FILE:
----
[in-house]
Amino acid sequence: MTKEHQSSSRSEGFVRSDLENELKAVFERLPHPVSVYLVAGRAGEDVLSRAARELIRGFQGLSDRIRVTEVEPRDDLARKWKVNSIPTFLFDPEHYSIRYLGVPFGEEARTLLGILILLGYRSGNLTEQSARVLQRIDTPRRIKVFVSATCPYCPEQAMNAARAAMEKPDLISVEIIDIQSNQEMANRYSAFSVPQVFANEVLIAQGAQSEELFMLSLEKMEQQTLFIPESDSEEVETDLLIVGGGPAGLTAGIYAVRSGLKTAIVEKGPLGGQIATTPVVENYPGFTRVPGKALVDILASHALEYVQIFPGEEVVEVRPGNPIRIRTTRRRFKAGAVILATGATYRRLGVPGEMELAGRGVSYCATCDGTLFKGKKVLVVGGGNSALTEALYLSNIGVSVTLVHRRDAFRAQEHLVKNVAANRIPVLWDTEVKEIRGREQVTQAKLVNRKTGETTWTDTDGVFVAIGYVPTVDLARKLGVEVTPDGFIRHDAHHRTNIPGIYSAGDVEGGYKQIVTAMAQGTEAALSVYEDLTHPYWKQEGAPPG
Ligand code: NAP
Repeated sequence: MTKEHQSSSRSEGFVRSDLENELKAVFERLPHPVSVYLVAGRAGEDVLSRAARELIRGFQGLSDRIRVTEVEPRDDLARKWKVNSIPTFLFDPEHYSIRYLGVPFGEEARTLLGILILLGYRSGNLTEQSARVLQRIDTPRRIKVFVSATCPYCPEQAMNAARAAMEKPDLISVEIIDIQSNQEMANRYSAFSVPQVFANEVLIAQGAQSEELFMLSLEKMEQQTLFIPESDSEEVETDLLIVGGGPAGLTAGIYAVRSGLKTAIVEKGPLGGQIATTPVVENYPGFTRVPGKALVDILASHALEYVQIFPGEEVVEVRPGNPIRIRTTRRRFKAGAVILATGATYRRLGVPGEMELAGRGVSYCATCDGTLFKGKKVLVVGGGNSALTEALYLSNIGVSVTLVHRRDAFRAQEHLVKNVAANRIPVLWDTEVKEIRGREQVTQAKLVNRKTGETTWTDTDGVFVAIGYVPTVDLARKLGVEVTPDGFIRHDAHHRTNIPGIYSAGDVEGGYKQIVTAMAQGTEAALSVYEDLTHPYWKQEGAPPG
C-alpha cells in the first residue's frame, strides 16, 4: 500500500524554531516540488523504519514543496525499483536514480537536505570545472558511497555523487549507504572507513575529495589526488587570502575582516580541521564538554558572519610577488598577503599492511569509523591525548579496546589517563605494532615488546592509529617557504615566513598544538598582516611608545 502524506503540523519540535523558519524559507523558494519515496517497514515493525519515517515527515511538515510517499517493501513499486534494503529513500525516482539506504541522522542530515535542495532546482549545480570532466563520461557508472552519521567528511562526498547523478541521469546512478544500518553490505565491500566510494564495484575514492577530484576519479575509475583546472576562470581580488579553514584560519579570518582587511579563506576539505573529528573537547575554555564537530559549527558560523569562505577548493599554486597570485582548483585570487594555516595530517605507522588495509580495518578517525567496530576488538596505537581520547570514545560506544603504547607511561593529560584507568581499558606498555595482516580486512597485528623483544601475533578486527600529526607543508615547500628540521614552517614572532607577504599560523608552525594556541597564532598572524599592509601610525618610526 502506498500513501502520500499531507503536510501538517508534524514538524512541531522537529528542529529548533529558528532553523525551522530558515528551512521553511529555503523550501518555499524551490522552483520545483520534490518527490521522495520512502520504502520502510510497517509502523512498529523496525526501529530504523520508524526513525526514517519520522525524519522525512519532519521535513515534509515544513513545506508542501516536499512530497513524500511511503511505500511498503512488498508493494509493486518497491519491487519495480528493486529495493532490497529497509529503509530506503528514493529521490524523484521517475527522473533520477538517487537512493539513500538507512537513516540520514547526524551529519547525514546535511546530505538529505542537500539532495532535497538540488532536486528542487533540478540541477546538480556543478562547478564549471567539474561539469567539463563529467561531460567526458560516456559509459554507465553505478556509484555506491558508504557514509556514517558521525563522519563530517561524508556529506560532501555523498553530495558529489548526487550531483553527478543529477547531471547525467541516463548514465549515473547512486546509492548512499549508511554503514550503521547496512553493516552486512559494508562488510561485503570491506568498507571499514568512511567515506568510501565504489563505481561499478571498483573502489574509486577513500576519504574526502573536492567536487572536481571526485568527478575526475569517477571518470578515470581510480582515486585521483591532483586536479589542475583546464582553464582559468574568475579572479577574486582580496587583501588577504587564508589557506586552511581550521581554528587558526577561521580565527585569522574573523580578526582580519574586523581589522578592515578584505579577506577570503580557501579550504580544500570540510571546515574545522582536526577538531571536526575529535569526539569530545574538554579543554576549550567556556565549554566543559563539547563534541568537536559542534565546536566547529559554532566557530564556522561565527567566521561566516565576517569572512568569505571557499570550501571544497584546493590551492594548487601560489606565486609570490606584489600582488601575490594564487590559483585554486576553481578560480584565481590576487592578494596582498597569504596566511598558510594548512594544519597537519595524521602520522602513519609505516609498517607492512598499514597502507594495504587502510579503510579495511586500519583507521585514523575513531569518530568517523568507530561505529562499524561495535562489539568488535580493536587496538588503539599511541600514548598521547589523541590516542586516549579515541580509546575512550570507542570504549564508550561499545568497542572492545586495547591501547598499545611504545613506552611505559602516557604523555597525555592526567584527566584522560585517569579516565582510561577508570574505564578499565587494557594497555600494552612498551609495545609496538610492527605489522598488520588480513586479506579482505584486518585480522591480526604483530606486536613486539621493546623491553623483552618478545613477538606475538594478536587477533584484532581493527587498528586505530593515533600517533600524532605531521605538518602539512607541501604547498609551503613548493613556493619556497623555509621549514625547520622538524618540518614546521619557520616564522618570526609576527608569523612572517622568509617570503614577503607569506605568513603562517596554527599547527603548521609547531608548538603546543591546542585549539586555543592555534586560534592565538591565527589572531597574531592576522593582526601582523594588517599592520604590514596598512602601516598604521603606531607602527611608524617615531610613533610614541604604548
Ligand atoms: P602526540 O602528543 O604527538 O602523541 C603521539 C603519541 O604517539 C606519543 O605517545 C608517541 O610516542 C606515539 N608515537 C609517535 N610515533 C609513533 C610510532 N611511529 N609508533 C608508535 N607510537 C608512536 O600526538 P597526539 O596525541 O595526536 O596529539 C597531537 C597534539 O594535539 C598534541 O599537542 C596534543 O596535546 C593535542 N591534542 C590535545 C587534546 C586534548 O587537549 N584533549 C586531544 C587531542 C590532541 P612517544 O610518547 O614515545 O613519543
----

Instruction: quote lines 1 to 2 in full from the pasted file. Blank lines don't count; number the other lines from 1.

[in-house]
Amino acid sequence: MTKEHQSSSRSEGFVRSDLENELKAVFERLPHPVSVYLVAGRAGEDVLSRAARELIRGFQGLSDRIRVTEVEPRDDLARKWKVNSIPTFLFDPEHYSIRYLGVPFGEEARTLLGILILLGYRSGNLTEQSARVLQRIDTPRRIKVFVSATCPYCPEQAMNAARAAMEKPDLISVEIIDIQSNQEMANRYSAFSVPQVFANEVLIAQGAQSEELFMLSLEKMEQQTLFIPESDSEEVETDLLIVGGGPAGLTAGIYAVRSGLKTAIVEKGPLGGQIATTPVVENYPGFTRVPGKALVDILASHALEYVQIFPGEEVVEVRPGNPIRIRTTRRRFKAGAVILATGATYRRLGVPGEMELAGRGVSYCATCDGTLFKGKKVLVVGGGNSALTEALYLSNIGVSVTLVHRRDAFRAQEHLVKNVAANRIPVLWDTEVKEIRGREQVTQAKLVNRKTGETTWTDTDGVFVAIGYVPTVDLARKLGVEVTPDGFIRHDAHHRTNIPGIYSAGDVEGGYKQIVTAMAQGTEAALSVYEDLTHPYWKQEGAPPG